The Franco-American Hotel is one of Yreka's major landmarks. It is located in the 300 block of
Miner Street in the heart of the "old town" Yreka. For many years it was a major hotel that
served many who traveled "well". Among notables who stayed here, President Hayes and his
family lodged here in 1880. The original building is reported to have been a narrow two story
brick home built sometime in the early 1850s. In 1855 a Frenchman, Leon Marniesse, purchased
the house and it soon became the Franco-American Hotel. [The exterior photo above was taken
during Yreka's 150th Celebration of the city's incorporation in 2007. The interior shot is of the
original lobby/entrance area of the Hotel as it is seen today.]
Over the years many changes and improvements were made to this property. A big change
came in 1867 when Mr. Marniesse increased the frontage of the building and added a second
story and balcony. Mr. Marniesse owned and operated the building until his death just a year
later in 1868.
Mr. John B. Rohrer obtained the Hotel following Mr. Marniesse's death and operated the hotel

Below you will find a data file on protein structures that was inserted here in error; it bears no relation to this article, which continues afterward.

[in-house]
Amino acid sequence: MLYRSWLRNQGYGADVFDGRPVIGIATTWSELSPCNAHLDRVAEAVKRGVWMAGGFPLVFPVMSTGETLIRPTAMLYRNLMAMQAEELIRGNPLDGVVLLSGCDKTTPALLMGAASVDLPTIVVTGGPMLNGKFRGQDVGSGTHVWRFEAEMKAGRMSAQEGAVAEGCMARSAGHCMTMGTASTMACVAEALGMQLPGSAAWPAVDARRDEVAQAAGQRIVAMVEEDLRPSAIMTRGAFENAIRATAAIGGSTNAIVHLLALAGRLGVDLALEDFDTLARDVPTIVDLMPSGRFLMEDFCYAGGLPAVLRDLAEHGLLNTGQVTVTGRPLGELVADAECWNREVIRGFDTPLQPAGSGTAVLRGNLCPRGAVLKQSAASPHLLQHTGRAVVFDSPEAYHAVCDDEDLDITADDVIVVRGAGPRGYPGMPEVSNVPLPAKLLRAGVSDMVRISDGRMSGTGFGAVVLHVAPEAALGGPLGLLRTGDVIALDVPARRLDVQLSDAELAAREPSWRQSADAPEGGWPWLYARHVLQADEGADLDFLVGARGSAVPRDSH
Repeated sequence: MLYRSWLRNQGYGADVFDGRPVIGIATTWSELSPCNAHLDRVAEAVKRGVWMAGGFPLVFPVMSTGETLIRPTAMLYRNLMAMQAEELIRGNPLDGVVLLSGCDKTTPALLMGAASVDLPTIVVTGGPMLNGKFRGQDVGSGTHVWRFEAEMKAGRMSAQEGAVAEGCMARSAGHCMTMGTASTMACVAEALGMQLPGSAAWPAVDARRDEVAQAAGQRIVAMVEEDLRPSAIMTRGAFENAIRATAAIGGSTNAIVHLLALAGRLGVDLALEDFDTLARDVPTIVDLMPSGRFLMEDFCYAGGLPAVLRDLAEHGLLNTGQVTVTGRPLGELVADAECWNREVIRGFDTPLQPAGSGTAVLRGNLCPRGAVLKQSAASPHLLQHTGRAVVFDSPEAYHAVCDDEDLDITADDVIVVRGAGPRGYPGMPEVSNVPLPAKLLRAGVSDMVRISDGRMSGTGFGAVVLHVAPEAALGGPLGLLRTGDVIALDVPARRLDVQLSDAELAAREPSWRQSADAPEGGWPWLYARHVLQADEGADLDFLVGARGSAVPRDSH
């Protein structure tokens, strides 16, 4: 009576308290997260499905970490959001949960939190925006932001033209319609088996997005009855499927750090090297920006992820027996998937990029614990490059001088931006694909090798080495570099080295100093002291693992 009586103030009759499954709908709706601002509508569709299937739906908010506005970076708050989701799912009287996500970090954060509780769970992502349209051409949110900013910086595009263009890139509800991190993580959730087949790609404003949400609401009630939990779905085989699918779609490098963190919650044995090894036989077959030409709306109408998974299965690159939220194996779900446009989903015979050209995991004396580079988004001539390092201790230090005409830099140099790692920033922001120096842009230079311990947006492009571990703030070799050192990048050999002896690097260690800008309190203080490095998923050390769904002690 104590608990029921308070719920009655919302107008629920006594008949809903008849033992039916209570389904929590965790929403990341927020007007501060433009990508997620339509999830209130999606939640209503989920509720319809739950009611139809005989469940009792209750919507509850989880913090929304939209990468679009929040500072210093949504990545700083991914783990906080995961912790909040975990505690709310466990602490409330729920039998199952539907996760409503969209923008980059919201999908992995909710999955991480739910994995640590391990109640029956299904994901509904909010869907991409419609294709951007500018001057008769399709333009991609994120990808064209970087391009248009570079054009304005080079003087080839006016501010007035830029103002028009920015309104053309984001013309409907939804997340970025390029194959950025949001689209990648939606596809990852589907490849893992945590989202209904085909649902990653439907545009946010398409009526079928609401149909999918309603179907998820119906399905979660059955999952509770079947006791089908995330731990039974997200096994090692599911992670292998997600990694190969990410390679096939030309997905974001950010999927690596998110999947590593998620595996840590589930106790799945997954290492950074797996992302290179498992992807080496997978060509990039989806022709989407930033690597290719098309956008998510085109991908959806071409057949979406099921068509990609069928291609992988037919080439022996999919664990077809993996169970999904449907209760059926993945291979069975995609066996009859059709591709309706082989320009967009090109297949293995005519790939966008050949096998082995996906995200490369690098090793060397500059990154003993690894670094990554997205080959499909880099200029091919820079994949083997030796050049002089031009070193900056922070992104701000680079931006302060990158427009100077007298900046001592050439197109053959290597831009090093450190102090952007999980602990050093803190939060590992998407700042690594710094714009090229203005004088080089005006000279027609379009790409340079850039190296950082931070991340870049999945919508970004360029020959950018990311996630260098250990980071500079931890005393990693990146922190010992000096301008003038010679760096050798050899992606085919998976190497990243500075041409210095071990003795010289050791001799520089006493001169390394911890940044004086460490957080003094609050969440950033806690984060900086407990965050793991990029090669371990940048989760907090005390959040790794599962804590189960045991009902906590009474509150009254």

with a first class restaurant for many years. During this time both North and Southbound stages
stopped here on a regular basis. After the railroad came to the area in the late 1880s "hacks"
(buggies for hire) carried guests and visitors from the train depot (either from Montague depot
or Yreka depot) to the hotel.
Around the turn of the century, 1899-1900 the ownership was held by a Charles Bohnart and
managed by Charles Herzog. Further improvements and building enlargements were made
during this time. It is interesting to note that today, behind this vintage building, is an
apartment complex. This apartment building was once a part of the Franco-American Hotel and
a portion of it served as a new dining room and the upstairs with additional suites. It was
moved north from the building to where it sits today.
During the 1940s the name was changed to Hotel Yreka and the facade was changed
dramatically. The balcony was removed and the building had a more "modern" streamlined
look to it. During the mid 1970s when Yreka received the designation of a National Historic
District the building facade was restored to its 1880s appearance.
Today the building still serves businesses on the street level as it has for 150 years! The hotel is
no longer in operation and is in need of restoration. Many residents and visitors long to see the
building restored and be a vital part of Miner Street once again.
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